Published 2013 400 pages
Summary (from the book jacket)
John Charming isn't your average Prince...
He comes from a line of Charmings – an illustrious family of dragon slayers, witch-finders and killers dating back to before the fall of Rome. Trained by a modern day version of the Knights Templar, monster hunters who have updated their methods from chain mail and crossbows to Kevlar and shotguns, John Charming was one of the best – until a curse made him one of the abominations the Knights were sworn to hunt.
That was a lifetime ago. Now, John tends bar under an assumed name in rural Virginia and leads a peaceful, quiet life. That is, until a vampire and a blonde walked into his bar...
A vampire and a valkyrie walk into a bar… it sounds like the start of a cheesy joke but it’s actually the opening scene of Charming – an urban fantasy novel by Elliott James. It’s the first book in the Pax Arcana series, which follows the monster slaying adventures of John Charming an ex-Knight, who’s trying to live a quiet life as a bar tender in small town Virginia. The Knights are not an order you can just leave – it’s a gig for life – so John is in hiding, trying to avoid their notice.
Even though John has been drummed out of the monster hunting order of Knights, on account of being not quite human anymore, he’s still sworn to uphold the Pax Arcana. The Pax Arcana is an ancient spell that keeps regular humans from noticing any overt supernatural activity, fogging the mind and adding layers of rational explanations for the oddest occurrences. The Knights protect the Pax Arcana by eliminating any supernaturals whose behaviour becomes so noticeable that no amount of logical explanation or looking the other way can cover it up. They are compelled to do so by a mystical vow that is passed on from parent to child, the compulsion to protect the Pax Arcana so great that it cannot be ignored or circumvented.
The Pax Arcana goes a long way to explaining why self-preservation isn’t John’s first instinct when he encounters a hungry vampire in his bar. For a man who is supposedly hiding from his former monster-hunting colleagues he does a remarkably good job of blowing his own cover. He gets involved in some very messy vampire slaying with a local group of monster hunters, whose members include a local cop, a valkyrie, a female priest and a geeky naga.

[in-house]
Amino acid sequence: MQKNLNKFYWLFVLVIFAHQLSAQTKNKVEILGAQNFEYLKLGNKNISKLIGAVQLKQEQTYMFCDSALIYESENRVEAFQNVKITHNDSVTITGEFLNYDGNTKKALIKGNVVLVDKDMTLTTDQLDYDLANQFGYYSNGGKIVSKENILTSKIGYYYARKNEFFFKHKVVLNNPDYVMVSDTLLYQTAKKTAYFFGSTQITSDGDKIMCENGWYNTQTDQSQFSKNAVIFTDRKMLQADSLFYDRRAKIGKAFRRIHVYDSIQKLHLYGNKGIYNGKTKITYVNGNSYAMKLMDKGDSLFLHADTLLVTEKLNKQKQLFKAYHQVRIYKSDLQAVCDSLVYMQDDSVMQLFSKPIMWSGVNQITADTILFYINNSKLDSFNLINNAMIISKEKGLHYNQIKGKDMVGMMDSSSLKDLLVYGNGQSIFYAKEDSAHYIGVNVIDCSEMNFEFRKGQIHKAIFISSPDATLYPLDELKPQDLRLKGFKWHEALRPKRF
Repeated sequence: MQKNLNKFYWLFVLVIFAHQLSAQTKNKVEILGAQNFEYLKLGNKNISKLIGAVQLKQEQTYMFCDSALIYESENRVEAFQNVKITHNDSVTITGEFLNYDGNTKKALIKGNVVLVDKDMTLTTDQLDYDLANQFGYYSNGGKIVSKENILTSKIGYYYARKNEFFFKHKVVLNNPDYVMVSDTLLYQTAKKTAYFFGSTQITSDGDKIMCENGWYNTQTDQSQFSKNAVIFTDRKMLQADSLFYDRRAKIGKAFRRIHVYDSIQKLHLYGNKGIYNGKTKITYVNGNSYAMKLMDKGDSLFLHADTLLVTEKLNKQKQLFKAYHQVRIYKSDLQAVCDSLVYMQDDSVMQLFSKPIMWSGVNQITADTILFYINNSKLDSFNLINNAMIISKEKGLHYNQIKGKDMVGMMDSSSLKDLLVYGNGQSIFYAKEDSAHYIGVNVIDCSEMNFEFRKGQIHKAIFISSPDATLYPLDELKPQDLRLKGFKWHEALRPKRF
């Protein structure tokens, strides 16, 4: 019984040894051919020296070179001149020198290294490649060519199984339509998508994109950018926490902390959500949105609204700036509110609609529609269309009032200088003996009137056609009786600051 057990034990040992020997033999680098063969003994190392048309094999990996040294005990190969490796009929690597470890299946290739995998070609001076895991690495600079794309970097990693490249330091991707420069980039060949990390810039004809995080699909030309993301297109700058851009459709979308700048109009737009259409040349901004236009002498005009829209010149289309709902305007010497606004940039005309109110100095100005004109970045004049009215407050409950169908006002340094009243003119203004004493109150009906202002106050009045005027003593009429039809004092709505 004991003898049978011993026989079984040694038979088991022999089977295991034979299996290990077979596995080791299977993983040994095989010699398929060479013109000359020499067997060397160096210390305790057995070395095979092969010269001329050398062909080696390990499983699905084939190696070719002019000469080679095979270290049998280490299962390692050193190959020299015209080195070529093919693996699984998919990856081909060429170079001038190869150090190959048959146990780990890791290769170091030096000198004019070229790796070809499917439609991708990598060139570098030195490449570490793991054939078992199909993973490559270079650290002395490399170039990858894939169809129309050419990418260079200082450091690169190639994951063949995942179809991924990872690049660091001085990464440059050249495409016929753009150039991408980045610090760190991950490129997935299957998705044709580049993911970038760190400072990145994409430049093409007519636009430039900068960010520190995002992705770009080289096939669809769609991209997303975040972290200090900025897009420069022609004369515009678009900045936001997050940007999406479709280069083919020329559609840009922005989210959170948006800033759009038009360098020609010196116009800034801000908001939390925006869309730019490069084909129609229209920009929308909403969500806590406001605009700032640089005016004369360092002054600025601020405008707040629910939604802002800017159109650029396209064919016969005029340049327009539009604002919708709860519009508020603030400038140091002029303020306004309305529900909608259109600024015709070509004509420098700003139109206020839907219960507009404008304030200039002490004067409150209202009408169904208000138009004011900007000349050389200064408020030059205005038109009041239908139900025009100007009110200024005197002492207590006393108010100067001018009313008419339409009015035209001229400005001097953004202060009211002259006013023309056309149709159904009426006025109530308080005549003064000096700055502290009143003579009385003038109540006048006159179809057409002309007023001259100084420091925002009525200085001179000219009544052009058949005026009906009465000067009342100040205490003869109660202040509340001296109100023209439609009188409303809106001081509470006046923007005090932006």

John narrates the story of what happens after a vampire and a valkyrie walk into a bar in first person, and mostly his voice is upbeat, occasionally snarky and hugely likable. The problem with the style of his story-telling is the overwhelming information dump that the author shoe-horned into his narration. Rather than going for subtle, or even gradual, world building the author just lets John explain the minute details of this fantasy world at every possible moment throughout the story, even in places where contemplating the finer points of why vampires can’t tolerate sunlight wouldn’t be his first thoughts – such as whilst having a sword fight against multiple vampire opponents. This often left me feeling like I’d somehow wandered into a university for supernatural studies and was listening to lectures on Vampire Physiology 101 or Naga Hunting for Beginners.
Apart from the author’s inclination to information dump rather than world-build I have few other complaints about the story. My only other gripe is that Sig, the story’s strong female lead character, working for the forces of good, doesn’t always come across that realistically. She’s in a bad relationship but she won’t acknowledge her boyfriend’s flaws (such as his sociopathic homicidal tendencies) and can’t dump her deadbeat boyfriend without lining up another new squeeze first? These are the weak actions of mortal women not supercharged valkyries.
For all my griping Charming still ticks pretty much all of the right boxes for an urban fantasy novel and delivers an action-packed story full of supernatural thrills. This book exists at the (unlikely) crossroads of Supernatural meets Grimm and Buffy the Vampire Slayer meets Being Human… And I like it.
LoveVampires Review Rating: